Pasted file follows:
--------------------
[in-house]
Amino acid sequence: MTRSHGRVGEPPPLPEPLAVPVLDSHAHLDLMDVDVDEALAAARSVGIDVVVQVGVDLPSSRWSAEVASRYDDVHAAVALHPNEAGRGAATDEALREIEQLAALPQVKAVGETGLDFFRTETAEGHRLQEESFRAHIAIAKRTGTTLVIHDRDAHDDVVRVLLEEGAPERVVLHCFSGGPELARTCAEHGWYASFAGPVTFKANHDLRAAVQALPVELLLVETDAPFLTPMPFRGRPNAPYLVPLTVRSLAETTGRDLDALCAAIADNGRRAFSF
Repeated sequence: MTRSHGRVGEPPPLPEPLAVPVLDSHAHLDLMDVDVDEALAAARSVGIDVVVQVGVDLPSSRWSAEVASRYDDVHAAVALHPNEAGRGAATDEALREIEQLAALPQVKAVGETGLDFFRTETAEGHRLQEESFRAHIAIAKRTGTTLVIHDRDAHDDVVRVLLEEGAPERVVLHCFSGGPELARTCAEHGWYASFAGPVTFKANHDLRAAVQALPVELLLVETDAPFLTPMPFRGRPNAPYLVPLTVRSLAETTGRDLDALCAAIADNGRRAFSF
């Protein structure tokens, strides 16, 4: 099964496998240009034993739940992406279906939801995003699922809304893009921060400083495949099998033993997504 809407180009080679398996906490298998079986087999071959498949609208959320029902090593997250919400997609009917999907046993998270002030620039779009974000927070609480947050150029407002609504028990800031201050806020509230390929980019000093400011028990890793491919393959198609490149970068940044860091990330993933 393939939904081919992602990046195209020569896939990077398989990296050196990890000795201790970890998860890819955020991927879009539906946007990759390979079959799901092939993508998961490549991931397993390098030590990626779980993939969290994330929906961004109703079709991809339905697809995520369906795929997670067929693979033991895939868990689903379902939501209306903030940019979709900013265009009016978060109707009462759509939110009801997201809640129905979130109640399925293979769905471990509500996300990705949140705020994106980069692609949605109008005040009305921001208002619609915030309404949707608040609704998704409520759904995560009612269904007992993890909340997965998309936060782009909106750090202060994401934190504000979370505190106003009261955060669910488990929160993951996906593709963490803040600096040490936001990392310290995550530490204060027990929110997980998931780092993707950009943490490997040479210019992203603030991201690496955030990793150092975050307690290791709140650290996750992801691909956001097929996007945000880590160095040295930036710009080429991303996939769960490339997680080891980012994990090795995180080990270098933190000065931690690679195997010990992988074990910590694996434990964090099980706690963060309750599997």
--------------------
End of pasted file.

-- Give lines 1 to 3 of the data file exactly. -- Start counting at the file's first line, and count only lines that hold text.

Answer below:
[in-house]
Amino acid sequence: MTRSHGRVGEPPPLPEPLAVPVLDSHAHLDLMDVDVDEALAAARSVGIDVVVQVGVDLPSSRWSAEVASRYDDVHAAVALHPNEAGRGAATDEALREIEQLAALPQVKAVGETGLDFFRTETAEGHRLQEESFRAHIAIAKRTGTTLVIHDRDAHDDVVRVLLEEGAPERVVLHCFSGGPELARTCAEHGWYASFAGPVTFKANHDLRAAVQALPVELLLVETDAPFLTPMPFRGRPNAPYLVPLTVRSLAETTGRDLDALCAAIADNGRRAFSF
Repeated sequence: MTRSHGRVGEPPPLPEPLAVPVLDSHAHLDLMDVDVDEALAAARSVGIDVVVQVGVDLPSSRWSAEVASRYDDVHAAVALHPNEAGRGAATDEALREIEQLAALPQVKAVGETGLDFFRTETAEGHRLQEESFRAHIAIAKRTGTTLVIHDRDAHDDVVRVLLEEGAPERVVLHCFSGGPELARTCAEHGWYASFAGPVTFKANHDLRAAVQALPVELLLVETDAPFLTPMPFRGRPNAPYLVPLTVRSLAETTGRDLDALCAAIADNGRRAFSF